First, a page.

WMC head calls for removing 'America's Dairyland' from license plates
WMC President and CEO Kurt Bauer says “America’s Dairyland” should be removed from Wisconsin’s license plates and replaced with something more contemporary like “Forward.”
He made the suggestion at Wisconsin Manufacturers & Commerce’s fifth annual State of Wisconsin Business & Industry Luncheon in Madison yesterday, saying this replacement “connotes resolve, indomitability and progress.”
“It’s our state motto -- has been since about 170 years ago -- and it’s not a bad image to project to the rest of the world,” he said.
But he said people outside the state hold misperceptions about Wisconsin jobs, namely that they are largely agriculture-dominated. Bauer said the move would help the state improve its economic brand.
And, he said, the arrival of the Taiwanese technology company Foxconn in Mount Pleasant would also help in the effort.
“Foxconn can help us change that misperception by highlighting the diversity of jobs we have in technology, manufacturing, health care, biotech, education and the professional trades, just to name a few,” Bauer said.
Bauer also touted a series of positive steps the state’s made in recent months, including Foxconn selecting Wisconsin, the state’s bond rating upgrade from Moody’s over the summer and more.
“All of these are positive signs Wisconsin is heading in the right direction, in validation of the reforms we’ve been working on since 2011,” Bauer said. “And all of the most stubborn deniers have to agree.”
He said from his perspective, the most important metric for a state’s performance is “whether or not you can find a job -- and not just a job, a career.”
Defining a career as a position with good wages, benefits and opportunities for advancement, Bauer said anyone “who has initiative and is drug-free” can find a career in the state.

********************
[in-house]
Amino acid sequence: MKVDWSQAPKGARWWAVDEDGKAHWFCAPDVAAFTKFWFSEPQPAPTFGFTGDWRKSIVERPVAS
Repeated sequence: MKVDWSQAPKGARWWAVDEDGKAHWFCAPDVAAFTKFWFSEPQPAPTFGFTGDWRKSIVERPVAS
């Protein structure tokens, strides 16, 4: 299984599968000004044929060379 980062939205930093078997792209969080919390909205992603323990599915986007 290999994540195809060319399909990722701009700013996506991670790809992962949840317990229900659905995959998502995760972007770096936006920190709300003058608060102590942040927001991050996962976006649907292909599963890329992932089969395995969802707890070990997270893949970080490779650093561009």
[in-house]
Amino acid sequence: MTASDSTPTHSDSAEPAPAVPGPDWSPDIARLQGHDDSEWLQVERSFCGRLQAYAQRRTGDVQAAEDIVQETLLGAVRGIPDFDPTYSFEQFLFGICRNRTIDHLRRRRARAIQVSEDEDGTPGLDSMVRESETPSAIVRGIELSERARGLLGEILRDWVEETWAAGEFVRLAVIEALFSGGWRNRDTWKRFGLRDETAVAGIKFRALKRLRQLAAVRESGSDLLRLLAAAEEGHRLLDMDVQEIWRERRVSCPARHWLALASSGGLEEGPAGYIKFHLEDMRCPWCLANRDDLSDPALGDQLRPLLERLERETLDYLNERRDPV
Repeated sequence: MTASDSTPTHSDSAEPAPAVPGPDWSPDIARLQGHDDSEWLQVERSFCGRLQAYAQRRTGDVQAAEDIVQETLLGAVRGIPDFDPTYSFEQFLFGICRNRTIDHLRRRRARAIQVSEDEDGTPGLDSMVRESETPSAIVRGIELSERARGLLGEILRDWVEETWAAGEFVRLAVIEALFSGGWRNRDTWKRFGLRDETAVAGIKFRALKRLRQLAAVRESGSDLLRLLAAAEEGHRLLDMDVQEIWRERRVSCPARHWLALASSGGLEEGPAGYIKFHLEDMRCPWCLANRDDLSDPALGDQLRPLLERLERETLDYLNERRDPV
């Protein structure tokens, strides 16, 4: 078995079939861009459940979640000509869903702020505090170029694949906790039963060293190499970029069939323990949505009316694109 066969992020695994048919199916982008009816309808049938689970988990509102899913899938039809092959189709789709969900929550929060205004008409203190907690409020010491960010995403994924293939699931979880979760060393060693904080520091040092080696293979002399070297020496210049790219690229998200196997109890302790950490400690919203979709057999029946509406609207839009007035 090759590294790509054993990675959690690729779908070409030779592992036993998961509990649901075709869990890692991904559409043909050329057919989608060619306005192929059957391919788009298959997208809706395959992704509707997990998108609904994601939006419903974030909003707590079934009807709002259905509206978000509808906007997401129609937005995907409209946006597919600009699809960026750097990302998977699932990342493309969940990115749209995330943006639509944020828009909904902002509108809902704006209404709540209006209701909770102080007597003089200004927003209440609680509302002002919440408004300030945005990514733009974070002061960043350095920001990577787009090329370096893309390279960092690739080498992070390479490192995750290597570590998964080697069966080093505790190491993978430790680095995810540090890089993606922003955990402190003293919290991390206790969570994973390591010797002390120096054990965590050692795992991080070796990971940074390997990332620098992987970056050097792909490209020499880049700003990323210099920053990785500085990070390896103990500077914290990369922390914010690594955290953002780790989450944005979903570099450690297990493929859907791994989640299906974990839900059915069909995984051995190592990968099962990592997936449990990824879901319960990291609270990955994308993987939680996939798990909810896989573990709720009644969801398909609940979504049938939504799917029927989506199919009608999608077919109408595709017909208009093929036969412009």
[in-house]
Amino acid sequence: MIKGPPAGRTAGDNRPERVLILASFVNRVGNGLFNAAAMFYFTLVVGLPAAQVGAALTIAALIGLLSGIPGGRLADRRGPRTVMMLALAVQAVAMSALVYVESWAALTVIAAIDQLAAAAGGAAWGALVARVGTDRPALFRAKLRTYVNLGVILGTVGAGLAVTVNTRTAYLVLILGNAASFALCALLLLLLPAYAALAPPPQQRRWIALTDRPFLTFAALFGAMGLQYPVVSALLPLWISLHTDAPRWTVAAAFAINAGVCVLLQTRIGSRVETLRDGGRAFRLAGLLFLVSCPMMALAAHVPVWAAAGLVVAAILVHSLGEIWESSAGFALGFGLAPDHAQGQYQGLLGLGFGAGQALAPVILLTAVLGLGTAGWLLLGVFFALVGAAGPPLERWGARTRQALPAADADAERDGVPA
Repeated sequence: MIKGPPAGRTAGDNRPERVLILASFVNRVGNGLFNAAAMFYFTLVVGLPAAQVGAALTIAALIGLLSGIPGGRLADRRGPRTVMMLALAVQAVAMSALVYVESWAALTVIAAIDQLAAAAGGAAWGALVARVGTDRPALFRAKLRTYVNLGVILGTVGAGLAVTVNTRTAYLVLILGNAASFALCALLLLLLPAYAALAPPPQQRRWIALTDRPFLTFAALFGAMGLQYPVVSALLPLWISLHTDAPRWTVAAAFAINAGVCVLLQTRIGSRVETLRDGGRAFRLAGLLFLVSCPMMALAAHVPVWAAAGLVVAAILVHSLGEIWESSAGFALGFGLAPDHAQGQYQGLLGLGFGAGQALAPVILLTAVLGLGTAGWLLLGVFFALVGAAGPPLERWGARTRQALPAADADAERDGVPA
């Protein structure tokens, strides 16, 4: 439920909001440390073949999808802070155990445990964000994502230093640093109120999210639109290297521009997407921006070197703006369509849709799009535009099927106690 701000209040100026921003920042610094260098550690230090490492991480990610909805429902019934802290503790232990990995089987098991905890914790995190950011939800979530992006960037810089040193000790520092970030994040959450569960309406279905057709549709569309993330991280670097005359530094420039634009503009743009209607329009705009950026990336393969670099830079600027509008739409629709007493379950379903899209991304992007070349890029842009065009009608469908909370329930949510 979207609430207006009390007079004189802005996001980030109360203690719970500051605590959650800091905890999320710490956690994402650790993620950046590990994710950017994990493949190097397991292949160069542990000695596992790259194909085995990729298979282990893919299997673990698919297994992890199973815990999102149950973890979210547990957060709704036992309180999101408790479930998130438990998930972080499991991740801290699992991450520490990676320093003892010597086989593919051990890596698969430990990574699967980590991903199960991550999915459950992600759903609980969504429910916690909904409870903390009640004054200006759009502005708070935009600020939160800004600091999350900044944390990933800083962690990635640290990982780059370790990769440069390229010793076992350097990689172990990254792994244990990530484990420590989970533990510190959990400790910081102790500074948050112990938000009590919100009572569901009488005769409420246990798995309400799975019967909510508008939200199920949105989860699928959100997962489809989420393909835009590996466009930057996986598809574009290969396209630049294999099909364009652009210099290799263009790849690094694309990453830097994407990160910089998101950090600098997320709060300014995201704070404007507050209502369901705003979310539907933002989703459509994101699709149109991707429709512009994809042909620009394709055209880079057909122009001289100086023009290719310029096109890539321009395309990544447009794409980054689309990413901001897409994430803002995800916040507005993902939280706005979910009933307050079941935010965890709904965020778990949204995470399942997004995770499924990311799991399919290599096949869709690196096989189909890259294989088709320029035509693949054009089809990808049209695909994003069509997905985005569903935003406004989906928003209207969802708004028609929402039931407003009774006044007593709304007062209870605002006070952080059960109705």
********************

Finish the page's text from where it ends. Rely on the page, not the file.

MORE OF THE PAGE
“Wisconsin, in fact, has more jobs than we have people, and that demographic issue isn’t going to change anytime soon,” he said.
He said 77 percent of WMC’s member companies are having trouble finding people to hire, also noting that the Applied Population Lab at UW-Madison says this problem won’t get any better between now and 2040.
“Workforce is without question the mega-economic challenge for the state,” he said. “If you’re not able to replace the retiring baby boomers, you are looking at erosion of the tax base that stresses our K-12 education, our UW System, our transportation infrastructure and Medicaid, just to name a few.”
In contrast, he characterized the Foxconn deal -- with its promised 10,000 construction jobs, 13,000 direct jobs, and 22,000 indirect jobs -- as a “mega-opportunity” for Wisconsin.
“It can draw people into the state,” he said. “The Foxconn announcement was done in the East Room of the White House live on almost all the cable networks. You can’t buy that kind of publicity, and it sends a message that Wisconsin can compete in the big leagues.”
--By Briana Reilly, Alex Moe